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Malirechen--cocoa shell is extremely toxic to animals, particularly dogs. Please don't use it.
I use Rose Clear, as soon as possible in the year, when the roses are coming into leaf, you need to spray several time during the season, full instructions are on the bottle. Also be very vigilant clearing up all leaves that drop. It will help but some roses are more prone than others to blackspot. I don't like using chemicals but in some case I just have to or else my roses would just have bare stems.
Roseclear is a good product but it doesn't cure blackspot, it only holds it back. As already said, it does need spraying regularly from the time that the leaves emerge for maximum effect - one or two sprays will do nothing.
Pruning - have a close look at the stems of roses now and cut out any black stains that you see on them - this is the infection waiting to move in next year. Unless you see stains there is no point to pruning roses down to the ground, it won't help. Instead, you should concentrate on removing all fallen leaves, and a good mulch also helps.
Sheila3, roses are very hungry feeders. The fact that the roses were better for a short time after feeding suggests that they need a lot more food and are very hungry.
Probably closing the stable door after the horse has bolted, but try to plant disease resistant roses. We visited Rosemoor NHS Garden in June and the rose expert there said he doesn't plant roses that are prone to disease and that some are far more disease resistant than others. The roses there were fantastic.
I really love my roses and some of them have been given to me for special occassions, so I really take care of them.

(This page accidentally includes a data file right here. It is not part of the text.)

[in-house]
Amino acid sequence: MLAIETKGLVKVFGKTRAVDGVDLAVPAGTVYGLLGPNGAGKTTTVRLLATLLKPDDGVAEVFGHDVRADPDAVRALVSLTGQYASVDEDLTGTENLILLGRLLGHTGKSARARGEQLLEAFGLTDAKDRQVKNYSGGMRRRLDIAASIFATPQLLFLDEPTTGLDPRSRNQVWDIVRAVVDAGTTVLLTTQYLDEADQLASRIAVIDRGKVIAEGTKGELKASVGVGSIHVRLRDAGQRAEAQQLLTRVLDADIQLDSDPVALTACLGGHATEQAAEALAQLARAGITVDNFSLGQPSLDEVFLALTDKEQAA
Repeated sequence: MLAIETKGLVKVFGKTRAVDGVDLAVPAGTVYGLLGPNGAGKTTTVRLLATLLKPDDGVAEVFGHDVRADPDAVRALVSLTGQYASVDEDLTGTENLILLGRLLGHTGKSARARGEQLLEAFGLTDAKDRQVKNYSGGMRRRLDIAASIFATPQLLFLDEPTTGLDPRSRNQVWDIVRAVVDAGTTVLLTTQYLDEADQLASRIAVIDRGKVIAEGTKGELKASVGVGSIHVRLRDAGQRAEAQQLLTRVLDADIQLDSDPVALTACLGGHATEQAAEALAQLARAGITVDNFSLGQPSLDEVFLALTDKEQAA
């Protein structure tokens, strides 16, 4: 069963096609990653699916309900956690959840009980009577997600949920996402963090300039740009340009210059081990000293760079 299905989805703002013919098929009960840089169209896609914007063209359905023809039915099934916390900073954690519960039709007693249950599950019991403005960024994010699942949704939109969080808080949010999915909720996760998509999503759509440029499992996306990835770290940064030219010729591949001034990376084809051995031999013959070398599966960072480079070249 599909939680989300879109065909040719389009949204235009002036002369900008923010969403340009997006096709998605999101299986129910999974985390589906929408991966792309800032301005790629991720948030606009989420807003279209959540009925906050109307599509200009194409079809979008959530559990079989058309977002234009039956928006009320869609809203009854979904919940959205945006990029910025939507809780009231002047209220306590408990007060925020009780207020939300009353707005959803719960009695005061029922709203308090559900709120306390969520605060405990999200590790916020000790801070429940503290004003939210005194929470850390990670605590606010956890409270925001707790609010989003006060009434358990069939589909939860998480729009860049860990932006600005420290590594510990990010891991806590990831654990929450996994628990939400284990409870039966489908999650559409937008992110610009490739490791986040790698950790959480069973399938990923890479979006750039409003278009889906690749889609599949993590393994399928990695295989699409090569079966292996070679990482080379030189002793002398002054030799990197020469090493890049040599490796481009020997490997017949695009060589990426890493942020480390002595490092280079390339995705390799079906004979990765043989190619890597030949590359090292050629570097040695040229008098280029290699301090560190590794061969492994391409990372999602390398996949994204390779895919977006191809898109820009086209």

Firstly, buy a quality plant, pick a plant with 4/5 stems and the plant itself should be below the surface if you see the crown-don't buy it. Look to see if its pot bound, I'm a big believer that plants will suffer from stress, maybe a lil out there but....
For plants in containers-Firstly a covering of crocs, then I us a mixure of garden compost and horse manure with a little blood, fish and bone meal and mix it. Plant making sure the crown isn't visable then (if you have them) put either big stones or whatever you have-so that the roots will be covered. Roses seem to prefer cool roots. Then mulch-gravel, wood chippings etc. Keep dead heading.
For pruning I keep it simple, I do mine in Spring, just look for a bud thats pointing outwards away from the plant, using your secs cut the stem so that it slants away from you-thats so the water can run off. Mulch and a bit of BF&B-sit back and enjoy (hopefully). I hope thats of some help. Oh! stay way from the vintage gardening books-we do things alot differently now